School of Business of Mindanao “KGSBM” trademark infringement, claiming that Inter-
with the Bureau of Trademarks. Pacific used Skechers’ registered “S” logo
mark on Inter-Pacific’s shoe products without
The petition could be anchored on the its consent. Skechers has registered the
following facts: Kluwer University is the owner trademark “SKECHERS” and the trademark “S”
of the name “Kluwer.” Jinggy registered the
(with an oval design) with the IPO.
trademark in bad faith. He came to know of
the trademark because he went to Kluwer In its complaint, Skechers points out the
University in Germany for his doctorate following similarities: the color scheme of the
degree. KU is the owner of the name “Kluwer” blue, white, and gray utilized by Skechers.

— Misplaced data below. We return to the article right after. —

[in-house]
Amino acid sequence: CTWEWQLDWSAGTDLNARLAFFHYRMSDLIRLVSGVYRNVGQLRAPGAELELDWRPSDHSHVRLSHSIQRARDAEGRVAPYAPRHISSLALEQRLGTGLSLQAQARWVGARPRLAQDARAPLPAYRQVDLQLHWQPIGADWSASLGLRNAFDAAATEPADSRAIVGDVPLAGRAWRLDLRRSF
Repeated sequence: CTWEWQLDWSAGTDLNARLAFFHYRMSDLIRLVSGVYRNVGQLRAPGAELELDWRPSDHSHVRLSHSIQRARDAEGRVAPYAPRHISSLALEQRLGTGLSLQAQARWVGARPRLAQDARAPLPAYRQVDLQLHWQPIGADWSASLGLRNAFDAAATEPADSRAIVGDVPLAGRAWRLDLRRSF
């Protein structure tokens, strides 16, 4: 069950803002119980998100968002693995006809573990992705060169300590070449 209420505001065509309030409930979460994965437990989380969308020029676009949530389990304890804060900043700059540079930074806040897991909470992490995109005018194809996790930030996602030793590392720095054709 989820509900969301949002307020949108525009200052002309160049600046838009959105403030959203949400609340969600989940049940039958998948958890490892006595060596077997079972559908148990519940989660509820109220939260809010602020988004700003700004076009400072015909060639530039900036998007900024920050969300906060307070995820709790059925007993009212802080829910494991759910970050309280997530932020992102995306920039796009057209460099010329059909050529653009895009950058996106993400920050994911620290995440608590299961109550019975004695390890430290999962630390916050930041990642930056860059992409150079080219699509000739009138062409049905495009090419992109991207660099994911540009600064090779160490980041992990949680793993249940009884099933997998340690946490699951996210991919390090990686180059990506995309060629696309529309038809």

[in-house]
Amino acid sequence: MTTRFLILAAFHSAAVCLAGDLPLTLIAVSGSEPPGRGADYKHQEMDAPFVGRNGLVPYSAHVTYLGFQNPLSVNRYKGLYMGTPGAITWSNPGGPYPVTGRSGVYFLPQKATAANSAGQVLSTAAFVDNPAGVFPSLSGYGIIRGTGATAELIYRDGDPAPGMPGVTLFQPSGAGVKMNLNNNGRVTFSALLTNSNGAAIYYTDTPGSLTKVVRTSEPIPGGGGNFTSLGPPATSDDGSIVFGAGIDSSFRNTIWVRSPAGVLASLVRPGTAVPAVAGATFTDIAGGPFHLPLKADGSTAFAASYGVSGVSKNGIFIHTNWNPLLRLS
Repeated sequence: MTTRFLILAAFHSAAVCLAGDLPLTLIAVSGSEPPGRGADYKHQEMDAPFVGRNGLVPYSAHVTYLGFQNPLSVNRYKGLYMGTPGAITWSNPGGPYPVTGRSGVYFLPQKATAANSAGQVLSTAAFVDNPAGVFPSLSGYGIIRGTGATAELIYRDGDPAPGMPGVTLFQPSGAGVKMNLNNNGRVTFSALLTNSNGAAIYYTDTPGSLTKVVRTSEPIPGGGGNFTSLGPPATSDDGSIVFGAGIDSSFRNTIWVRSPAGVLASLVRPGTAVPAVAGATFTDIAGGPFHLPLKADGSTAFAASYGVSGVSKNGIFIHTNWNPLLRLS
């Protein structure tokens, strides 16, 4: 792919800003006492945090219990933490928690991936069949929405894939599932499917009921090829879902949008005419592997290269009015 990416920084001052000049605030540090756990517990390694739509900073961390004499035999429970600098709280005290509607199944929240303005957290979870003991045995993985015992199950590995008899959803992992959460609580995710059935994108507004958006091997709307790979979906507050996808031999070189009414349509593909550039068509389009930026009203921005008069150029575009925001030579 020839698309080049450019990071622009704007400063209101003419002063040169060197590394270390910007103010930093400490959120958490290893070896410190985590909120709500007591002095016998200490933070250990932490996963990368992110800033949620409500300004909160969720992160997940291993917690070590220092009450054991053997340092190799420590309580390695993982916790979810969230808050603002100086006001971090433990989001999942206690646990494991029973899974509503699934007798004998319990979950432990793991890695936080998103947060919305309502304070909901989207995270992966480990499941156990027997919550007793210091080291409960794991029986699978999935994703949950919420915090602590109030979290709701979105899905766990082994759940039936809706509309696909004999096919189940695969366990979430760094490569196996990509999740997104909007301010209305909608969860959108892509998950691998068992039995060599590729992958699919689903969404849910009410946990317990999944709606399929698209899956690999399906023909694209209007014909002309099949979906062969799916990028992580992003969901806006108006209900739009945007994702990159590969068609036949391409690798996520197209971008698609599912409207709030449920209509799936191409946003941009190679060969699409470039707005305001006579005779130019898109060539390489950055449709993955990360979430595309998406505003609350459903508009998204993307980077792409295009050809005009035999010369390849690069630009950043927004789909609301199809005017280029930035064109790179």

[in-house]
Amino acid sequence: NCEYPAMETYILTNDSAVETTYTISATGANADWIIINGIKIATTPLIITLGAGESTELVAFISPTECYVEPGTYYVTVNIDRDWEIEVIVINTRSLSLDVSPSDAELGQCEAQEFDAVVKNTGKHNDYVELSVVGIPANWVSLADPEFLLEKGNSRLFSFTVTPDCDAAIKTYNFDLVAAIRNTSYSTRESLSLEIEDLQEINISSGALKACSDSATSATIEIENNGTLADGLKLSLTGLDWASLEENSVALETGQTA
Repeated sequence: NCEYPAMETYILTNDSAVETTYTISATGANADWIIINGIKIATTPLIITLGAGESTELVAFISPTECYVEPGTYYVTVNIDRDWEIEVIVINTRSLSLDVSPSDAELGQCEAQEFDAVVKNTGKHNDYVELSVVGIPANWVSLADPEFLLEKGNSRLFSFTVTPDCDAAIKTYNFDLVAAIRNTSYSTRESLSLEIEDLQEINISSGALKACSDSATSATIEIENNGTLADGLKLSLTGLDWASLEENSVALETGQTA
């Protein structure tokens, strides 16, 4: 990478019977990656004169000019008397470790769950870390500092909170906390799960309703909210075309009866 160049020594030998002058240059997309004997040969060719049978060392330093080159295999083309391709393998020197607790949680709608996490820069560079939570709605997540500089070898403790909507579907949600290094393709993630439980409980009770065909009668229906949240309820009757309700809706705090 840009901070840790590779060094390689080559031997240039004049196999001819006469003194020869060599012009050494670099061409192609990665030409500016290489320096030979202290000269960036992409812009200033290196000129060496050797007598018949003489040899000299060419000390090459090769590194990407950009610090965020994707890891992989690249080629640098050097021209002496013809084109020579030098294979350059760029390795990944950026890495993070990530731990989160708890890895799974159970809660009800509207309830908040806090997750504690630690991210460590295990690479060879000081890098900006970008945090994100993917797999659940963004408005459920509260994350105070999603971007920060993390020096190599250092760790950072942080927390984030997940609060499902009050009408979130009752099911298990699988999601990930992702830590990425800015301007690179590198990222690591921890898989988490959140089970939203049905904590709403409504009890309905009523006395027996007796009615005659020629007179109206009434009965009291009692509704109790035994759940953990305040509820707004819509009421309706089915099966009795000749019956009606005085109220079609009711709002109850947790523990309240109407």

and has the sole right to register the same. Even the design and “wave-like” pattern of
Foreign marks that are not registered are still the mid-sole and outer sole of Inter Pacific’s
accorded protection against infringement shoes are very similar to Skechers’ shoes, if
and/or unfair competition under the Paris not exact patterns thereof. On the side of
Convention for the Protection of Industrial Inter-Pacific’s shoes, near the upper part,
Property. Both the Philippines and Germany appears the stylized “S” placed in the exact
are signatories to the Paris Convention. Under location as that of the stylized “S” the
the said Convention, the trademark of a Skechers shoes. On top of the “tongue” of
national or signatory to the Paris Convention both shoes, appears the stylized “S” in
is entitled to its protection in other countries practically the same location and size.
that are also signatories to the Convention